We live in a world where everything appears to be explained by neuroscience, evolutionary psychology and biology. And yet, and yet:
Allow children to interact with real people, therefore, and the grammar of first-person accountability will emerge of its own accord. Undeniably, once it is there, the I-to-you relation adds a reproductive advantage, just as do mathematical competence, scientific knowledge and (perhaps) musical talent. But the theory of adaptation tells us as little about the meaning of “I” as it tells us about the validity of mathematics, the nature of scientific method or the value of music.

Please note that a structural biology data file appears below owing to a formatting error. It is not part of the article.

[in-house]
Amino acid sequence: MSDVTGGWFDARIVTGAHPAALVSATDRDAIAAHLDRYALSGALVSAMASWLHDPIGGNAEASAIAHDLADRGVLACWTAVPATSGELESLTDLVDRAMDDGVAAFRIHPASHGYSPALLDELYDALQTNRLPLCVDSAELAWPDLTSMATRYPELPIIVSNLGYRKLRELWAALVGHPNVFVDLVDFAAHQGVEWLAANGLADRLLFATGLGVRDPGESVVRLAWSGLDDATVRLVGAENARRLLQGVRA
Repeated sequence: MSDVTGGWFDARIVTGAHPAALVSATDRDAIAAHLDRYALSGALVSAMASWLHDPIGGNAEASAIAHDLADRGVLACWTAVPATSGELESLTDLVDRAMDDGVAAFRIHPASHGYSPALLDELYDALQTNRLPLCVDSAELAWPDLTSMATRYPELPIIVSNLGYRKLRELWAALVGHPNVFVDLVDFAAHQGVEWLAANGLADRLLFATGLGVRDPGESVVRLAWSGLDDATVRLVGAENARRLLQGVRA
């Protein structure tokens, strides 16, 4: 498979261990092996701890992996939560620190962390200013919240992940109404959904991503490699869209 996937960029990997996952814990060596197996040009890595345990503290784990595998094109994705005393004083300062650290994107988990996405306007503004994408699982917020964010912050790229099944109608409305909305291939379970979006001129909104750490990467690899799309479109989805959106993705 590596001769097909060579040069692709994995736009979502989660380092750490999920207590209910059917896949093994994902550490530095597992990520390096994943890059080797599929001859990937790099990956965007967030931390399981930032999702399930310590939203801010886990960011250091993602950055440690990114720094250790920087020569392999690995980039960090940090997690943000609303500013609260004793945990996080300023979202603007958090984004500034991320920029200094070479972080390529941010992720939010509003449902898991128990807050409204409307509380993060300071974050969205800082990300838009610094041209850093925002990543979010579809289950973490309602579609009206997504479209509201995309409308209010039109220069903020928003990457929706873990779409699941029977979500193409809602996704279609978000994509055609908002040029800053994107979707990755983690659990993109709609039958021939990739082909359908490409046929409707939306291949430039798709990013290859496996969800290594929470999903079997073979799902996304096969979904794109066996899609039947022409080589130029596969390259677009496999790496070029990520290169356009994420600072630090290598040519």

To describe human traits as adaptations is not to say how we understand them. Even if we accept the claims of evolutionary psychology, therefore, the mystery of the human condition remains. This mystery is captured in a single question: how can one and the same thing be explained as an animal, and understood as a person?